Variable in LittleHorse serves the same purpose as a variable in programming: it is a placeholder for a value that can be used in computation later. A
VariableDef in LittleHorse defines a
VariableDefs are mainly used in two places:
- To define input variables in a
- To define variables used in a
ThreadSpec(part of a
In the API
Variable is a searchable object in the LittleHorse API. It contains the name and value of a specific variable instance in a
The `Variable has a composite ID defined as follows:
wfRunId, which is the ID of the associated
threadRunNumber, which is the ID of the associated
Variablelives within a specific
name, which is the name of the
Variable object has a
type, and a
Note that a
VariableDef in itself is not a get-able object in the LittleHorse API; it is a sub-structure of other objects (generally
LittleHorse currently supports variables of the following types:
INT variable type is stored as a 64-bit integer. The
INT can be cast to a
DOUBLE variable type is a 64-bit floating point number. It can be cast to an
STR variable type is stored as a String.
BOOL variables can be cast to a
BOOL is a simple boolean switch.
JSON_OBJ variable allows you to store complex objects in the JSON format. When using the Java and GoLang SDK's, the
JSON_OBJ variable type is often used transparently to the user. For example, the Java Task Worker SDK can inspect your method signature and automatically deserialize an input variable into a POJO.
JSON_ARR variable allows you to store collections of objects as a JSON array. The behavior is similar to the
JSON_OBJ variable type.
BYTES variable type allows you to store an arbitrary byte string.
NULL variable type is used for
Nodes that have no output, and for
Variables that have not yet been initialized (for example, if their value is not provided when starting the
VariableAssignment protobuf structure described in this section applies to the JSON
WfSpec specification. The SDK's (eg. Java, Go, Python) abstract away the
VariableAssignment when authoring a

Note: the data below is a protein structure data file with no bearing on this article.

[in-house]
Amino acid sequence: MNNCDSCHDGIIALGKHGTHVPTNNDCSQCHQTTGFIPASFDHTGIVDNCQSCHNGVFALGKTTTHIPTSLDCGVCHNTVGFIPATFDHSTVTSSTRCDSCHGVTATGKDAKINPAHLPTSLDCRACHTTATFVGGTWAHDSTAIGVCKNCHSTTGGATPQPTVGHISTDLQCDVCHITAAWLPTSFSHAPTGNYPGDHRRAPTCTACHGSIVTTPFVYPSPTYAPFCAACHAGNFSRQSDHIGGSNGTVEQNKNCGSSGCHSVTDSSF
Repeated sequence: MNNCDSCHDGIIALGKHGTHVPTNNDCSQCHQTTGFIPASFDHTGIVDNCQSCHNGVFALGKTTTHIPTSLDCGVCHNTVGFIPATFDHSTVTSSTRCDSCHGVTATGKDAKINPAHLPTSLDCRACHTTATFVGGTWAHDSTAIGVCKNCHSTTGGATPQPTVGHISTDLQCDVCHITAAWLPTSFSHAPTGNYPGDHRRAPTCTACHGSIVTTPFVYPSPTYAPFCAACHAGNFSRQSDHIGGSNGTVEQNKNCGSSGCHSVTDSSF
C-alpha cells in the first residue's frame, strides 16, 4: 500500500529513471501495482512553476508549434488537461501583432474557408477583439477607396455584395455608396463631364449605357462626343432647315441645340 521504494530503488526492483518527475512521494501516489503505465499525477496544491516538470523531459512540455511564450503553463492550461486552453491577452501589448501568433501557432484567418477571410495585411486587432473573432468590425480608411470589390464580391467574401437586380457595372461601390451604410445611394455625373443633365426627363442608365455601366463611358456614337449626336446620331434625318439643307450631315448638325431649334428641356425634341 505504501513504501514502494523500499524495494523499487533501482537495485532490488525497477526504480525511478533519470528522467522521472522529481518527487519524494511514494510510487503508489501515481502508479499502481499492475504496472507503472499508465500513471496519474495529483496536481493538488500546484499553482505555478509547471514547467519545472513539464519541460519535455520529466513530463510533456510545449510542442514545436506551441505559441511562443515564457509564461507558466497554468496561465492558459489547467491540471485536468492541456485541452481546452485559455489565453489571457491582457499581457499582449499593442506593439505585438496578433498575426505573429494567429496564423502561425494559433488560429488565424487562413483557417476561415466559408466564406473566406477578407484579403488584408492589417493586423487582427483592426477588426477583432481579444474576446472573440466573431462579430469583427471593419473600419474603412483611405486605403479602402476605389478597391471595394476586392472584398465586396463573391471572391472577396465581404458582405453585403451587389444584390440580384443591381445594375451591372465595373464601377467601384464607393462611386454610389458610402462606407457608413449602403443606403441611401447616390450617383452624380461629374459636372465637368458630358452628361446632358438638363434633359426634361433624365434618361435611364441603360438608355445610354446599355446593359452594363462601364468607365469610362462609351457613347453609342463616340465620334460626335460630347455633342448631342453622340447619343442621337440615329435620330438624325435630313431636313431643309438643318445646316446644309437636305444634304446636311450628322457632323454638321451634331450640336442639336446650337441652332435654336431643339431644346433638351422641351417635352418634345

WfSpec. Nevertheless, it is useful to understand how it works.
Recall that a
TASK node takes in multiple input variables. In the raw JSON
WfSpec, you do this via what's called a
VariableAssignment is much the same as passing an argument to a function call in a programming language.
VariableAssignment can specify the Variable Value to be used in one of the following three ways:
- Pass in a literal value (eg. a
- Use a value from a
Variablein your workflow.
format_string, which takes in a raw string and then a list of
VariableAssignments to fill in any parameters.
VariableAssignments are used in several places, including:
- Passing inputs to a
- Acting as the left-hand-side and right-hand-side for conditional expressions.
- Acting as the right-hand-side for variable mutations.
Upon the completion of any
NodeRun (no matter what type of
Node), you may specify a list of Variable Mutations for LittleHorse to execute. A
VariableMutation requires the following information:
- The name of the
Variableto mutate (LHS).
- The type of mutation.
- The "right-hand-side" of the mutation (RHS).
We will unpack each of those sections in more detail below.
Selecting the Variable to Mutate
This is relatively straight forward--you only need to provide the
name of the
Variable that you wish to mutate. The named variable could belong to a parent (or grandparent)
ThreadRun; the effect is the same.
Variables, you can mutate a sub-object of the
Variable by specifying a
Each Variable Type supports different sets of mutations. They are all listed below:
This mutation simply copies the value of the RHS into the LHS
Variable. It is supported for any Variable Type on the LHS, provided that the RHS type matches or can be cast to the type of the LHS.
You can use the
ASSIGN mutation to set a key in a
JSON_OBJ variable by using a
jsonPath on the LHS, and you can likewise set a specific item of a
JSON_ARR by using a
jsonPath on the LHS.
This mutation adds the RHS to the LHS. It is supported for
This mutation subtracts the RHS from the LHS. It is supported for
This mutation is supported for the
JSON_ARR types. In the
RHS is appended to the end of the
RHS (which can be any type) is appended to the end of the list.
This mutation divides the LHS by the RHS. It is supported for
This mutation multiplies the LHS by the RHS. It is supported for
This mutation applies only to the
JSON_ARR LHS. It removes all occurrences of the
RHS (by equality) from the list.
This mutation applies only to the
JSON_ARR LHS and an
INT RHS. It removes the object at the index specified by the RHS.
THis mutation applies only to the
JSON_OBJ LHS and a
STR RHS. It removes the specified key from the Json object.
Each mutation type is a "verb" which requires a right-hand-side "object".
The right-hand-side is simply another
VariableAssignment: it can be just a literal value, or it can refer to another
Variable in the workflow.
Example (Java SDK)
While this page is intended to be conceptual, the concepts become much clear with an example. In Java, here is how to mutate a sub-field of a
JSON_OBJ variable. Let's say the json structure looks like:
If we wanted to mutate the
Variable by adding 2 to the
foo field, we would do so as follows:
WFRunVariable myVar = wf.addVariable("my-var", VariableTypePb.JSON_OBJ);
// omitted: execute some tasks
Future versions of LittleHorse will allow you to optionally provide schemas for your
Variables so as to validate mutations at
WfSpec compile-time rather than at